Andy Jurik performs Blackbird by The Beatles. Photo by Anthony Abraira.

Next, Matthew Richmond arrived with his vibraphone laid out in front center stage. Again the Music Technology department was trying their best in situating microphones and calibrating a speaker behind the performer. Matthew was narrating his setup while thumbing through his iPhone song list. He would use a recording of his accompanying percussionist entourage since they weren’t present this evening. It proved a fertile opportunity for the chairman and Matthew Richmond to plug that at their next performance it would consist of the full ensemble and that it was not to be missed. Throughout the opening of the Concerto for Vibraphone and Percussion Ensemble, Matthew struggled to not convey his frustration as audio technical issues arose that were beyond his control. At times, you can see that he was straining to catch some of the pre-recorded rhythm, as he gestured to the tech crew that things were not alright. His grace proved resilient for about a minute into the song, the levels were normalized and he dug into the mechanical. Perceptive audience members witnessed the entire journey from contained disorder to masterful orderliness.

Andy Jurik returned, but this time was joined by mezzo soprano Rachel Hansbury, performing Vincent Scotto’s J’ai Deux Amours and Angel Cabral’s La Foule. Both songs were made timeless by the late Edith Piaf. Rachel harkening back to the same turn-of-the-century as Erik Satie’s contemporaries in France, her performance proved an ideal meld with the more animated finger picking guitar play.

Wayne Erbsen performed vocals to Diamond Joe by Baldwin “Butch” Hawes, Freight Train Boogie by Alton & Rabon Demor and the Cherokee Shuffle by Tommy Jackson. These proved to ignite a little fire under the front row audience as they got into the sing-alongs invited by Wayne during his opening remarks. This was his mini-showcase as he shifted from guitar to banjo and then to fiddle. Although not my cup of tea, I couldn’t help but join in and was starting to get a sense of the renaissance spirit that made the music department in UNCA a rather special one. Up to this point, it had all been familiar, nostalgic and conventional in its forms. That was all about to change.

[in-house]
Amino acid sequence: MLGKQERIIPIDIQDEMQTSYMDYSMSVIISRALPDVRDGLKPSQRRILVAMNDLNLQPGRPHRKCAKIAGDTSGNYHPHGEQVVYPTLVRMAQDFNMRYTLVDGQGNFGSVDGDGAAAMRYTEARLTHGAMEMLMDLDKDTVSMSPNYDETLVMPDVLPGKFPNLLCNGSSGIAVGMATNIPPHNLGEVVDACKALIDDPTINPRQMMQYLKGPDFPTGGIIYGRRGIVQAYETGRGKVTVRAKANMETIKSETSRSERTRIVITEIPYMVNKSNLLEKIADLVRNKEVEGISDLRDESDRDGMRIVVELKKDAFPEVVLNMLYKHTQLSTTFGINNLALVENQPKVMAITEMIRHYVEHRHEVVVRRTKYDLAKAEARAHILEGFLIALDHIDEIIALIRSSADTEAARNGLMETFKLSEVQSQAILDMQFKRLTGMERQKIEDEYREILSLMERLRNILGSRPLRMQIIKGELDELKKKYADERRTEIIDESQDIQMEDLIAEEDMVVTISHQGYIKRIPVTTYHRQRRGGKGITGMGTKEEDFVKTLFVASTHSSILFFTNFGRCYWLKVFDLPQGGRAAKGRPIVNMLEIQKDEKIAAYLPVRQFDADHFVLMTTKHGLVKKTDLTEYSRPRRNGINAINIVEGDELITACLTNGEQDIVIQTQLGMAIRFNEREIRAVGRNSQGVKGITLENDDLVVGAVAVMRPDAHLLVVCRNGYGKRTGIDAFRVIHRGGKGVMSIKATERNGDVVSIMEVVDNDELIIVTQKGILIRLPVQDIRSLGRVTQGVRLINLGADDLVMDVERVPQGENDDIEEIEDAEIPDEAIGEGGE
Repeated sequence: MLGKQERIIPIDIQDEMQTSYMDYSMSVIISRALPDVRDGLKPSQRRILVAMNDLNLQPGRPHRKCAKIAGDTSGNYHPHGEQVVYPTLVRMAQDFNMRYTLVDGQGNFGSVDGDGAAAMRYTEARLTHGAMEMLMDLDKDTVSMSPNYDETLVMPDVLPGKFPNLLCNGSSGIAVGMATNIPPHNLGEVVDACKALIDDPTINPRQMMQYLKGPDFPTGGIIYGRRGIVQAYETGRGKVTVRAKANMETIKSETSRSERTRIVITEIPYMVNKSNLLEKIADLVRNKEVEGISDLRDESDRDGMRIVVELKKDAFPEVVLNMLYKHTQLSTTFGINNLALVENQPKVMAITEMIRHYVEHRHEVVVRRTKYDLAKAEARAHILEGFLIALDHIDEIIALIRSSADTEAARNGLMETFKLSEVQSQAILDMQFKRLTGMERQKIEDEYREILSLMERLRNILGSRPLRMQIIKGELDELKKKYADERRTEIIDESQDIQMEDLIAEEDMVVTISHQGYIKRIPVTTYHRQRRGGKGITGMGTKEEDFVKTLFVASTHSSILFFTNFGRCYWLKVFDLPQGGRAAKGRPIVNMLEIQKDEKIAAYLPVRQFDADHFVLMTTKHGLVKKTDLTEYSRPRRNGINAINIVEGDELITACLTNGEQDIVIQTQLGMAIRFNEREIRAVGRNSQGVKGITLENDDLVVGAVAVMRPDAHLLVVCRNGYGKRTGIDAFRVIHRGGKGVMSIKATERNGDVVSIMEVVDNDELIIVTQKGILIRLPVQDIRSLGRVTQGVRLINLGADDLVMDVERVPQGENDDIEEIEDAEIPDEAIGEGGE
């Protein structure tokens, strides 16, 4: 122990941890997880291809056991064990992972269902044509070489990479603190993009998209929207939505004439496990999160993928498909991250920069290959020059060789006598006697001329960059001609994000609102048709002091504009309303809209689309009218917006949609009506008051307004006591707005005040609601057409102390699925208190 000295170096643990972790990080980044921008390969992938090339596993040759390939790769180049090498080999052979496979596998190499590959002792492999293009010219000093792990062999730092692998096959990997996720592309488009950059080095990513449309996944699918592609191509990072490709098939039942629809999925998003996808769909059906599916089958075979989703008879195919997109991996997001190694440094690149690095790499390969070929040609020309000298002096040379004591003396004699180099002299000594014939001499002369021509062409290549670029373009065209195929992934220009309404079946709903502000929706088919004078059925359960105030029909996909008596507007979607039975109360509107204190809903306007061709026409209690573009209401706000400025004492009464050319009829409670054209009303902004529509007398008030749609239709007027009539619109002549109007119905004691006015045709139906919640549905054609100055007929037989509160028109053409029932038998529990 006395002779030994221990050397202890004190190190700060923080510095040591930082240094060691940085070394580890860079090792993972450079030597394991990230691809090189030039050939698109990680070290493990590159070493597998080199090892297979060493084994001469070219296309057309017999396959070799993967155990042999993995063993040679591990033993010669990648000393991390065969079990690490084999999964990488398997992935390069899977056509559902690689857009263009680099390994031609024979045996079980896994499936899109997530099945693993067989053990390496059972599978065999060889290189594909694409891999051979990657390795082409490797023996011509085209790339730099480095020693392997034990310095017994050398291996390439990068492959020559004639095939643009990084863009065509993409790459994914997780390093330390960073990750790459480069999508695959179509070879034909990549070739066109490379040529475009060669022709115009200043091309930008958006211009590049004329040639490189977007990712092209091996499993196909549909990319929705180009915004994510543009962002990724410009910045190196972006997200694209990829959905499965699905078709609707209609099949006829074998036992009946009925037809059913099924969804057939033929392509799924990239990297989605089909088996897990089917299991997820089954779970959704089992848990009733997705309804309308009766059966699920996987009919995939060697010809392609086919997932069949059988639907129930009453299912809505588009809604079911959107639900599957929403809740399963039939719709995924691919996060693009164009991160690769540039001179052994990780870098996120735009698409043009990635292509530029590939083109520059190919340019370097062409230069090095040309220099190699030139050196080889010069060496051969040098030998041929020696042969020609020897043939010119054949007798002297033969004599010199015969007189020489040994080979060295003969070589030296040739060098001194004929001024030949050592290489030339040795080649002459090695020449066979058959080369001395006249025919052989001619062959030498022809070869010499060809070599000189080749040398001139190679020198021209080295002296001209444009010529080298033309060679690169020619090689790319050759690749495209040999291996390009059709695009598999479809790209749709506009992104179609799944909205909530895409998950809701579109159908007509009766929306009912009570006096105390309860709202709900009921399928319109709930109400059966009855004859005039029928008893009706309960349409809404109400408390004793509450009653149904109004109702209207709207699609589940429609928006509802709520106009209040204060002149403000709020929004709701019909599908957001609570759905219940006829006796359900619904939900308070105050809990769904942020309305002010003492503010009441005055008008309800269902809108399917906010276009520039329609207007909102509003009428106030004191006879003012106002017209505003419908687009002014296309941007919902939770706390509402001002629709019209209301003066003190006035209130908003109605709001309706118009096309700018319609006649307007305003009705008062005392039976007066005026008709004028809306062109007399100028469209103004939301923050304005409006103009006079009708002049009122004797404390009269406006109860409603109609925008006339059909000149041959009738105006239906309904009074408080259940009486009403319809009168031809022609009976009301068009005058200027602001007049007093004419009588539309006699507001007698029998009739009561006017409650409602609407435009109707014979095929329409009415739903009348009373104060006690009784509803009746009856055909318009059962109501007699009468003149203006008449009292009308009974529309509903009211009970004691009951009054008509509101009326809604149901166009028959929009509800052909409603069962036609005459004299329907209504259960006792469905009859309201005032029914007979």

Having a special interest in some of the Drone genre music being developed locally. Zack Page is a name that I have heard bantered about throughout town. I don’t recollect if it was a performance or a mention by a recurring musician at either West Asheville’s Mothlight or the very forgotten Apothecary at Eagle Street. I was surprised to see how such a clashing genre could make a home within this rather safe selection of traditional songs. As the bassist Zack began playing with Steve Alford the contra-alto clarinet and Matthew Richmond returning to percussion, there didn’t seem to be any cohesion — just notes. I couldn’t anticipate what the next notes would be.

All that disclaimed, once the Invocatio Malevolo commenced into its third minute, I was completely engulfed by the ominous notes that normally would fill a darkened cinema screening room. With interludes and interjections of the contra-alto clarinet processed and modulated by some synthesizer, Zack’s bass embodied a lower frequency meditative hum. Matthew’s percussion chimed in at just the right moments. It felt free-floating and, for a while there, I couldn’t see how the song could go anywhere narrative. Scanning the room, I witnessed heads tilting in mild confusion quietly whispering something to a friend. Some smirks, some chuckles and the front row completely disoriented; rows of deer lost in the headlights. The song arrived at a climax that felt like some Miles Davis & Dizzy Gillespie medley of sounds thrashing and succeeding to retain a fragile form. It culminated into a boisterous explosion that simmered down to a controlled entropy of rhythm. The distortions faded and Matthew brought it back home to its stasis. As it dissolved back to silence, I was amazed at the uproar. Some rose to give a standing ovation.

To be honest, I was already getting up when the program’s last performances by the generically listed Special Guests and Friends, closed out the evening with If You’re Not Gone Too Long by Wanda Ballman and White Rabbit by Grace Slick. It was a restorative move on the program’s entertainment — after having such an unfamiliar episode with Zack Page’s composition. It made sense to come back to earth with a bookmark ending comprised of familiar traditional folk songs stirring the vibe for a bit more fun and levity. The night passed my litmus test, which is not a common occurrence. All in all the UNCA Faculty Showcase Concert was delightful and a pleasant surprise that I am sure to revisit.